You’re a teacher, so you should know that the 50% figure is an average(much like the salary issue). How much do you want to wager that inner city schools are in the 75%+ turnover range(due in part because seniority priority placement almost guarantees that young teachers will staff the least desirable schools, while the senior teachers get the suburbs. All these little unspoken truths are finally being brought to the attention of the parents, taxpayers and legislators and SB 955 was just the first salvo. Whether your union likes it or not, what is best for kids takes priority over the rights of teachers. Thank you Katie for running a pertinent article on priority placement(all parents and taxpayers need to investigate for themselves and draw their own conclusions).

  • http://accomplishedcaliforniateachers.wordpress.com David B. Cohen

    If unions are the problem, why are non-unionized “right to work” states being consistently outperformed by states that have strong state-level union organization?

  • Cranky Teacher

    “How much do you want to wager that inner city schools are in the 75%+ turnover range(due in part because seniority priority placement almost guarantees that young teachers will staff the least desirable schools, while the senior teachers get the suburbs.”

    I realize I am missing something here. Can you explain in more detail how the union is responsible for creating turnover at low-income schools?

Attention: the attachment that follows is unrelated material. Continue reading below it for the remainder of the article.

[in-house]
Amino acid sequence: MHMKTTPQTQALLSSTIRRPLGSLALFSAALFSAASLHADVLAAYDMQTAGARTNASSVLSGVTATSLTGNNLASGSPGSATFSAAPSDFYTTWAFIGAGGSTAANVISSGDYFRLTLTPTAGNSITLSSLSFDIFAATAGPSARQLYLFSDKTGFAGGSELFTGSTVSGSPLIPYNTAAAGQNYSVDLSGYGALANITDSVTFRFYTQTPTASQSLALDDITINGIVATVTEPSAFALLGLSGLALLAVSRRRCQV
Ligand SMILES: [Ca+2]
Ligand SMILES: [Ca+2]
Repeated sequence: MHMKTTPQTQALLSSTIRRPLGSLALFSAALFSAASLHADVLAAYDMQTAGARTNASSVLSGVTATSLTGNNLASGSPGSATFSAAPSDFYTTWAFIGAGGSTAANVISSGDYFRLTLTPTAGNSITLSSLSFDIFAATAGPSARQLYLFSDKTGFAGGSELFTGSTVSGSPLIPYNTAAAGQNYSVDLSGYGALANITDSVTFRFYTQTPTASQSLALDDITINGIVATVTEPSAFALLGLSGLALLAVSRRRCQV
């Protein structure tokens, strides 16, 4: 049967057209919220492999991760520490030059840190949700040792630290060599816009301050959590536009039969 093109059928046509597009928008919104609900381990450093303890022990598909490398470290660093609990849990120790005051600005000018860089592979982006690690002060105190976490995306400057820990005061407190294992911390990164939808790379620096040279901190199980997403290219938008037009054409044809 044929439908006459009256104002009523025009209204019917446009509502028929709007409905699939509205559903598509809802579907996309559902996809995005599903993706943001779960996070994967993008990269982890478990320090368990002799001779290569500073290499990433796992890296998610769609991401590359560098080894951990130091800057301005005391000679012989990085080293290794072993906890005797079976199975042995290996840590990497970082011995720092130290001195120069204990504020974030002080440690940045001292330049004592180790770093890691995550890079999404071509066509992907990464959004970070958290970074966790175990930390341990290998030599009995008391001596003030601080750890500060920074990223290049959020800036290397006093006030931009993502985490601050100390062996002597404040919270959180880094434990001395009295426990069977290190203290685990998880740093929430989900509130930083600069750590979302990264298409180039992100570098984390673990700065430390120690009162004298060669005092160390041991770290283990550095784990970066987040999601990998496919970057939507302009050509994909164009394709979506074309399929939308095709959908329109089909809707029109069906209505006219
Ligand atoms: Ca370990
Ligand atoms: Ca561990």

I understand the “protecting bad teachers” accusation which is of course true to a large extent because unions try to protect all members based on the contract. But this is a new one, blaming unions for driving teachers out of struggling school.

    Please explain it.

  • Nextset

    I am with Cranky on this issue. I especially like his post #19.

    I haven’t figured out yet how to fit this into my “one issue”.

    Try this: In the Brave New World, you will live within the occupational, social and economic class you were born into, subject to downward mobility for mental illness and failure to behave to the level you were born into. The public schools will no longer serve to educate the masses to a common standard, education will be completely different depending on the class you were raised as. Alphas will be born Alphas, live as Alphas and generally remain so. Betas will be born Betas, go to Beta Schools, work in Beta occupations and probably get creamated in Beta funeral service companies. The various groups and sub groups will not even speak directly to each other and only associate with like.

    They will even have separate washrooms and shop in different stores. Like Wal*Mart & Costco for example. Using different Banks and Credit Cards, driving different model cars, and living in different worlds.

    And when you read this thread – think of this. Betas will be taught by “teachers” who only “teach” Betas. Alphas will have their own teachers who will not teach any Betas. If a young teacher of Alphas somehow winds up in a Beta school system – he will not fit in and he will leave/get rejected.

    Does any of this sound familiar?

    And this all started with the trashing of the public schools in the 1960s.

    All the things we are writing about here on this blog are also going on in the other education blogs – such as Atlanta’s. The deterioration here mirrors what is going on in the other urban areas of the country. The decline is directly tied to federal education policy, policy which is in excess of federal enumerated powers. We would do well to delete federal authority and influence in education and let all the states go their own ways. At least the whole country’s education system wouldn’t go down at the same time.